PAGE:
Wrapping up in Lab
This past term, I’ve been working in the Mazmanian Lab, which studies the relationship between the brain and the bacteria in the gut. Previously, members of the lab have discovered links between the intestinal microbiota and disorders such as Parkinson’s and Autism. Before coming to Caltech, this was a topic I had never heard about, so it was really exciting to be able to work on such novel research.
My mentor Wei-Li taught me brain immunohistochemistry, which means selectively imaging for certain proteins in the brain by using antibodies.After a few weeks of observing, training, and helping out here and there, I got my own project! The goal of the project was to determine whether vasopressin expression levels are different in the brains of germ-free (GF) and normal mice. Germ-free mice are mice that grow up completely isolated from the outside world in sterile chambers. It’s been shown that GF mice tend to present with more autistic behaviors, are more anxious in social situations, and also are more prone to gastrointestinal diseases. Vasopressin and oxytocin are two chemicals closely related to social behavior, so we wanted to see if the proteins were differentially expressed in the two groups of mice.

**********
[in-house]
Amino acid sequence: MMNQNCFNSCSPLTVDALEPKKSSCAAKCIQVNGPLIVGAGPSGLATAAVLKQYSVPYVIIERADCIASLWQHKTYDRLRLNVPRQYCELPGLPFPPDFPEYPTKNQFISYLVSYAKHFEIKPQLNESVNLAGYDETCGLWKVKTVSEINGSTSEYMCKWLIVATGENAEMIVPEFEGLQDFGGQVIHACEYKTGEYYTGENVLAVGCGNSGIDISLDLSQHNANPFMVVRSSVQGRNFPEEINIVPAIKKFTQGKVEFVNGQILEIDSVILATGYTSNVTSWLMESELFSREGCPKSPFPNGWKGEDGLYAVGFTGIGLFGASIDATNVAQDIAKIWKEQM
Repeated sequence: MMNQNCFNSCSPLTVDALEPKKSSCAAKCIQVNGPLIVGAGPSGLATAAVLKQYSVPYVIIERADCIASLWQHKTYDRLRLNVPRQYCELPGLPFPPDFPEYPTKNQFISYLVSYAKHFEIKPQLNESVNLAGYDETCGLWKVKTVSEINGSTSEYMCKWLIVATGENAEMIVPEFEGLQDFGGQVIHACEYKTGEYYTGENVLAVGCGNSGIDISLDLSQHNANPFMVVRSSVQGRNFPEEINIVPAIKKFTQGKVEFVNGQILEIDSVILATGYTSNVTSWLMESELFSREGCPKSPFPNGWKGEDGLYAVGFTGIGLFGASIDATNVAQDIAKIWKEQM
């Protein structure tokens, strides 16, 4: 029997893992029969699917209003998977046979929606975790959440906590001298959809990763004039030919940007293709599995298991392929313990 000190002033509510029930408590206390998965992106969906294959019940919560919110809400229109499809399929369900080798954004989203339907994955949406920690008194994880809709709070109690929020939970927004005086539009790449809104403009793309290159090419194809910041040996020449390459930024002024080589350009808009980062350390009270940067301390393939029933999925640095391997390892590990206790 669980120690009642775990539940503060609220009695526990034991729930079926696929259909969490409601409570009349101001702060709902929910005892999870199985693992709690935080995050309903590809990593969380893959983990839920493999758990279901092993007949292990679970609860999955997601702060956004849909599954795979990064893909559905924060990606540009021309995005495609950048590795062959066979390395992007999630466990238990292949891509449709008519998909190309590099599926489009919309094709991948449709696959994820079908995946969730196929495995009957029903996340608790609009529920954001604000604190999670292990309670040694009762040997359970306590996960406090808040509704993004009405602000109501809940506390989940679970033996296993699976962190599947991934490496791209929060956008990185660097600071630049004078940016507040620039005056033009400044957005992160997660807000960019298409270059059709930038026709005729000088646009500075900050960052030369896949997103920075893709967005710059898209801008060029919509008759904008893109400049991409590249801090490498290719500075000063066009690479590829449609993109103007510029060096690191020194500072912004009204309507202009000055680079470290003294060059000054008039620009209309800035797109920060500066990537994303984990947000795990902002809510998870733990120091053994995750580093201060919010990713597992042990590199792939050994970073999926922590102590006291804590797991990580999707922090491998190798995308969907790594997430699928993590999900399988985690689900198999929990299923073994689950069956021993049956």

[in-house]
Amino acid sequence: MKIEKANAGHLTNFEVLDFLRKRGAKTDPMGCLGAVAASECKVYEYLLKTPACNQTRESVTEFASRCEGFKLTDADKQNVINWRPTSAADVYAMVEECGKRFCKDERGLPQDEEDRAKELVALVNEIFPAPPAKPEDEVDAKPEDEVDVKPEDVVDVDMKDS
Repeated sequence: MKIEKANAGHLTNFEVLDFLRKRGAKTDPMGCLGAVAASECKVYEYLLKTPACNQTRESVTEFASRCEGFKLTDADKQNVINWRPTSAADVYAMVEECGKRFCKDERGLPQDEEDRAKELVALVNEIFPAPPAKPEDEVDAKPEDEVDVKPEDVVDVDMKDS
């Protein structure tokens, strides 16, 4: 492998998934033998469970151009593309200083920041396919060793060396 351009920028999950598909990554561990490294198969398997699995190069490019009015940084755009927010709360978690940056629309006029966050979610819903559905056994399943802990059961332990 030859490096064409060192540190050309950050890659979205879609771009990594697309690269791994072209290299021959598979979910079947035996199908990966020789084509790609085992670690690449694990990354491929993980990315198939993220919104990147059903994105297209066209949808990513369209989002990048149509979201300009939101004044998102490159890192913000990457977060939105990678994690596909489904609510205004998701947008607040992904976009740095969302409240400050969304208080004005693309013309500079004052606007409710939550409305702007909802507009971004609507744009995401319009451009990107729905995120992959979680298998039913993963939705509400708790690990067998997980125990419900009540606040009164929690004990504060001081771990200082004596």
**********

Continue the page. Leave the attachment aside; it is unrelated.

Here’s an example of what a section looks like after staining and imaging: